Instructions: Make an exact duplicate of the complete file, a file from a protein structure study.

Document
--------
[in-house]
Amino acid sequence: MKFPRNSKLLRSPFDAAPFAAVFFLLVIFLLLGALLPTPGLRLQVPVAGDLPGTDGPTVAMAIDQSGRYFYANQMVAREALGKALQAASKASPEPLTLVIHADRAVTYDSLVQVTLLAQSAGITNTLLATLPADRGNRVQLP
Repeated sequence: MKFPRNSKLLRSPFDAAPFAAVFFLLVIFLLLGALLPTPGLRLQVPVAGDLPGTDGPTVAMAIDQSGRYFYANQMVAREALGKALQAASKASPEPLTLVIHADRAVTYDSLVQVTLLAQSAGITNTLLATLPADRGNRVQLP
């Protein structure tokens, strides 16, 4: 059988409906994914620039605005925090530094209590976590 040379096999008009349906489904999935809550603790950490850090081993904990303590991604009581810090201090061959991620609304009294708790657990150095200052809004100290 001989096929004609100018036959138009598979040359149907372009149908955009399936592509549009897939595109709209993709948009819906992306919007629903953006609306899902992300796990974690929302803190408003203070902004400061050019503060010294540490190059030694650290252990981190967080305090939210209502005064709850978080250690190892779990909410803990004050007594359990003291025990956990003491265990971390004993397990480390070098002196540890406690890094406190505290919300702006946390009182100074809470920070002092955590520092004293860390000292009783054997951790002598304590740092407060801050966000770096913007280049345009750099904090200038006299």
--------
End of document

[in-house]
Amino acid sequence: MKFPRNSKLLRSPFDAAPFAAVFFLLVIFLLLGALLPTPGLRLQVPVAGDLPGTDGPTVAMAIDQSGRYFYANQMVAREALGKALQAASKASPEPLTLVIHADRAVTYDSLVQVTLLAQSAGITNTLLATLPADRGNRVQLP
Repeated sequence: MKFPRNSKLLRSPFDAAPFAAVFFLLVIFLLLGALLPTPGLRLQVPVAGDLPGTDGPTVAMAIDQSGRYFYANQMVAREALGKALQAASKASPEPLTLVIHADRAVTYDSLVQVTLLAQSAGITNTLLATLPADRGNRVQLP
């Protein structure tokens, strides 16, 4: 059988409906994914620039605005925090530094209590976590 040379096999008009349906489904999935809550603790950490850090081993904990303590991604009581810090201090061959991620609304009294708790657990150095200052809004100290 001989096929004609100018036959138009598979040359149907372009149908955009399936592509549009897939595109709209993709948009819906992306919007629903953006609306899902992300796990974690929302803190408003203070902004400061050019503060010294540490190059030694650290252990981190967080305090939210209502005064709850978080250690190892779990909410803990004050007594359990003291025990956990003491265990971390004993397990480390070098002196540890406690890094406190505290919300702006946390009182100074809470920070002092955590520092004293860390000292009783054997951790002598304590740092407060801050966000770096913007280049345009750099904090200038006299």